Investing in property
The Irish Stock Exchange has had little to cheer about since the financial crisis began in 2008. A depressed equity market and sharply reduced turnover has seen many of Ireland’s top companies quit the exchange. In recent years, CRH has moved its main listing to London, while Elan has departed to New York. Others - Greencore, United Drug and DCC - have relocated to London. A stock exchange exists to enable companies raise money, by selling their shares to the public, in order to develop their businesses. But with so many companies leaving and - until this week - none choosing to list in Dublin and raise capital for investment, the exchange seemed set in terminal decline.
However, the decision by an Irish property investment company, Green Reit, to seek a listing in Dublin and London, represents a significant and welcome change on two counts. It will be the first stock exchange listing in many years in Dublin. And, it will also be the first use in Ireland of real estate investment trusts (REITs) for property investment. REITs, a familiar investment vehicle in most developed economies, offer institutions and smaller investors a tax efficient means of investing in property. Investors buy shares in the REIT: a listed public company that buys commercial properties, and secures tax exemption for its property income so long as it distributes some 85 per cent of that income to shareholders. Shareholders benefit from dividend growth and from capital appreciation of the property assets, with a diversified portfolio helping to reduce investment risk.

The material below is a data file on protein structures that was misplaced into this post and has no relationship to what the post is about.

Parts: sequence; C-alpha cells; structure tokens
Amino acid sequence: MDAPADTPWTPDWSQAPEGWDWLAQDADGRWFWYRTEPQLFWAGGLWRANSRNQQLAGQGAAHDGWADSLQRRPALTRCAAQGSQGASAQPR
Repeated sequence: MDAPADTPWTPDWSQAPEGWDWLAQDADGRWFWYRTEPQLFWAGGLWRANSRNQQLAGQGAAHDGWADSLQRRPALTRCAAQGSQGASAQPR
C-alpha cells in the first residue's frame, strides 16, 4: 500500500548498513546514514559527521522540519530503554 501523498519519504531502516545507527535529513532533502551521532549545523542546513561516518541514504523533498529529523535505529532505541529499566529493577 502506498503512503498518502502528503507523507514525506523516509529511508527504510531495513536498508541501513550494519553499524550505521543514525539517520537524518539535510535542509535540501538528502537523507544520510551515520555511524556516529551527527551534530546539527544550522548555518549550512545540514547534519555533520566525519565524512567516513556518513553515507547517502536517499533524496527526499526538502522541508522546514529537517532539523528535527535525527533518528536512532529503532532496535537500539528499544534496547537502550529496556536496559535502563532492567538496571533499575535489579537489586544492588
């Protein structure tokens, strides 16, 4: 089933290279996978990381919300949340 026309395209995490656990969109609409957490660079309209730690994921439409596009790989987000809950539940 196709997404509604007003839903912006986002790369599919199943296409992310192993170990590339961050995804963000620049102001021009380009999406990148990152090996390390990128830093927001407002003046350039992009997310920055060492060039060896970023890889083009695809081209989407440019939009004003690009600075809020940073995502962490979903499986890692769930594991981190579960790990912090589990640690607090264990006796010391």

There could hardly be a better time for such an investment vehicle. A depressed property market may well be set to recover, thereby appealing to investors attracted by the potential financial upside the sector offers. Equally, a property market in which one State institution, the National Asset Management Agency, is so totally dominant, is also one that needs a strong Irish REITs industry to develop in order to provide greater stability to that market.